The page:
This low maintenance crockpot BBQ sauce doesn’t require any stovetop cooking, and is free of refined sugar. It’s also vegan, paleo, gluten free and totally hands off, thanks to your slow cooker! The ultimate set-it-and-forget-it condiment!
By now, I am pretty sure you all know of my borderline-masochistic love of making my own nut butters, dips, and condiments from scratch, rather than plucking a ready made bottle off of the shelf at the grocery store and being done with it. As far as the condiments category goes, BBQ sauce seemed like a perfect candidate to celebrate and take full advantage of each of these last warm, sunny bonus days of summer. At least it did, when I started working on this recipe a couple of weeks ago. Now, it’s cool and grey and windy. Yesterday it rained. To most normal people, barbecue season is a fading memory, and it would have probably made much more sense for me to post this recipe earlier in the summer, but how predictable is that??? I like to keep you on your toes.
Plus, this recipe is not so much a summer grilling celebration as a love letter to my slow cooker (née crockpot), whose willingness to provide delicious food for my household without so much as a stir – let alone a stove and the attention that kind of a recipe demands – from me. I’ve never been more in love with a household appliance*. It can literally make nearly anything. I’ve done meat, vegetables, soup, and now sauce. I want to try to roast a chicken and vegetables in it, because why not, and then I have some crockpot dessert ideas. Does anyone else mind if this period of ovenless-ness turns into an over-the-top crockpotstravaganza? Just kidding, I wouldn’t do that to you, but I am kind of having a moment with my crockpot right now.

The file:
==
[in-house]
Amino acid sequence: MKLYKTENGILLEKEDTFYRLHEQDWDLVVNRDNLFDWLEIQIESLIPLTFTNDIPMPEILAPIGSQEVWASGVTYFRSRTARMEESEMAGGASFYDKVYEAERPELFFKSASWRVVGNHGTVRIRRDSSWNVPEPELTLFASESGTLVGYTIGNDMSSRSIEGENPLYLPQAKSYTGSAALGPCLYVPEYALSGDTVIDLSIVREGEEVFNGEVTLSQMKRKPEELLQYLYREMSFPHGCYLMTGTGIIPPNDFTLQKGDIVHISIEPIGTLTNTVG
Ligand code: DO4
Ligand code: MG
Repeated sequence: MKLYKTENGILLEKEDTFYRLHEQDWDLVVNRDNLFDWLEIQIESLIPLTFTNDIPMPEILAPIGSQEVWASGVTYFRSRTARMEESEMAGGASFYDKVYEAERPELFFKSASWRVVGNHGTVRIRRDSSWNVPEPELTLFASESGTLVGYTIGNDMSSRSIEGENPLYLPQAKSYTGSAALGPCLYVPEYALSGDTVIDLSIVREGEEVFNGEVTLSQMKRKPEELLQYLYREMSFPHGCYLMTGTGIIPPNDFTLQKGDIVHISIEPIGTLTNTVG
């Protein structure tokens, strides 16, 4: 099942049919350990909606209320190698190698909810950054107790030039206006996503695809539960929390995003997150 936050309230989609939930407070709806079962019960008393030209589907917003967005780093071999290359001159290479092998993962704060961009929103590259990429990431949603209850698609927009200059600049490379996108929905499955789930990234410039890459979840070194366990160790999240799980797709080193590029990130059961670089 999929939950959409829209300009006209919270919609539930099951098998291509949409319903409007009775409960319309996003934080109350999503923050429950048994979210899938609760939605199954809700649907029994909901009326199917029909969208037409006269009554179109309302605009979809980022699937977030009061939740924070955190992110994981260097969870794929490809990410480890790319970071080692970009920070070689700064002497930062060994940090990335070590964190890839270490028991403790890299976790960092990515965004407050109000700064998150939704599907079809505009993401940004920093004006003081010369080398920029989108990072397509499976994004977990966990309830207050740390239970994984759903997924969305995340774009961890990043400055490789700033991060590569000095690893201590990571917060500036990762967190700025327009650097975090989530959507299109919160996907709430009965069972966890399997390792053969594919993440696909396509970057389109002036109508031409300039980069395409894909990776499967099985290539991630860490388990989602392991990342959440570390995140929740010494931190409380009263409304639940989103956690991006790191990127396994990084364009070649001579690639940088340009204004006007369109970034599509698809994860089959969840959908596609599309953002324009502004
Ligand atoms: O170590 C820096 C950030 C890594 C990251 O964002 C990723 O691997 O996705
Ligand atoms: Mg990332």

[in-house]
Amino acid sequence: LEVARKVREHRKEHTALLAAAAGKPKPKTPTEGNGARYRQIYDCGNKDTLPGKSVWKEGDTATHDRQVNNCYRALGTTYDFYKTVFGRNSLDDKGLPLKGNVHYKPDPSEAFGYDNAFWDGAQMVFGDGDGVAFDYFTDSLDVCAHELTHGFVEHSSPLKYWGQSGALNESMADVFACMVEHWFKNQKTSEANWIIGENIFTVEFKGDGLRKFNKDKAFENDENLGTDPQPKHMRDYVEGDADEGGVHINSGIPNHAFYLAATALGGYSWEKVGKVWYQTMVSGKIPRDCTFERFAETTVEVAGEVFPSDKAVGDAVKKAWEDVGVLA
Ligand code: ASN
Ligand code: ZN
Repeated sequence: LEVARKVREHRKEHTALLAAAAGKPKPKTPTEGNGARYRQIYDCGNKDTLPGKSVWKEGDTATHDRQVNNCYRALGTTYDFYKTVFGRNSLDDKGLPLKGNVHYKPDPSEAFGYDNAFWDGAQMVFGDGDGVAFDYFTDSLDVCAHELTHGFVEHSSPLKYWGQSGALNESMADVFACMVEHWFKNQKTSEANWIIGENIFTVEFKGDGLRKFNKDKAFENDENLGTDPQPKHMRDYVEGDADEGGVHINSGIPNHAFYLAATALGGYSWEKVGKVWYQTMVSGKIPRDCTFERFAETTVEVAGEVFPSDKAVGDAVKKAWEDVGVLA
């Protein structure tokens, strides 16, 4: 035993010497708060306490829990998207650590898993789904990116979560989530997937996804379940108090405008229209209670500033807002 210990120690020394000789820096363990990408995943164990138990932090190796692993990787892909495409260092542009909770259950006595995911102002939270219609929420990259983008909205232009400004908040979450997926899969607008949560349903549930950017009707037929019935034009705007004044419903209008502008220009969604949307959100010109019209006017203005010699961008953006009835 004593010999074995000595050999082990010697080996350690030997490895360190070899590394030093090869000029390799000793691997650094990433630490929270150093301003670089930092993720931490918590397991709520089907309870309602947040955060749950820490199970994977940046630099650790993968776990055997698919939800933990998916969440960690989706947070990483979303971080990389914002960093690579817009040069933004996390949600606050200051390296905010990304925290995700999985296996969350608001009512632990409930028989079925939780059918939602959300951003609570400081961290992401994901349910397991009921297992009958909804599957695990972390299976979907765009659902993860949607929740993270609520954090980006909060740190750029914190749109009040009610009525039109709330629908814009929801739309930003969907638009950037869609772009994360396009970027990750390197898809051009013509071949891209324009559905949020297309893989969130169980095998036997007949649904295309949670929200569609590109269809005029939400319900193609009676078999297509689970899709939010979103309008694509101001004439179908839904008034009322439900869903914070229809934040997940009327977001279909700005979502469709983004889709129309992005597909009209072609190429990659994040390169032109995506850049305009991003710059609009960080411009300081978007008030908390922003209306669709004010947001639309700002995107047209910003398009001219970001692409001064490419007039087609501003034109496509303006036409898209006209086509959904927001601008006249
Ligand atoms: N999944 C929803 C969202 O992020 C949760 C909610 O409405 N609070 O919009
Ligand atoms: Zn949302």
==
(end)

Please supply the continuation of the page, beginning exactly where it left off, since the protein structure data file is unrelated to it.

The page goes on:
And a sauce moment! Oh my gosh, this sauce. If ever there were a recipe to gush over … well, look, I can’t pick favorites. My recipes are like my children: I love them all equally. No, that’s a bold-faced lie. I love this sauce like a parent loves their favorite child. Except my dad, who loves the dog most (I’m not offended. I can’t compete with two pointy ears and an enthusiastic tail. I mean, I’m not one to talk…). Here’s the thing about it: It’s easy, and it tastes fantastic. You literally throw everything in the crockpot, give is a quick stir and leave it to percolate into thick, saucy goodness.
I set out to make this recipe for one major reason, and that was sugar. Store-bought barbecue sauces either cost and arm and a leg for the small batch super-premium kind or are affordable and accessible but contain mostly sugar and high fructose corn syrup. I wanted to make a recipe that was not only naturally sweetened with the natural sugars of the tomatoes plus a touch of unrefined sweetener (molasses works best, but you can also use maple syrup if you prefer) and that’s exactly what distinguishes this recipe.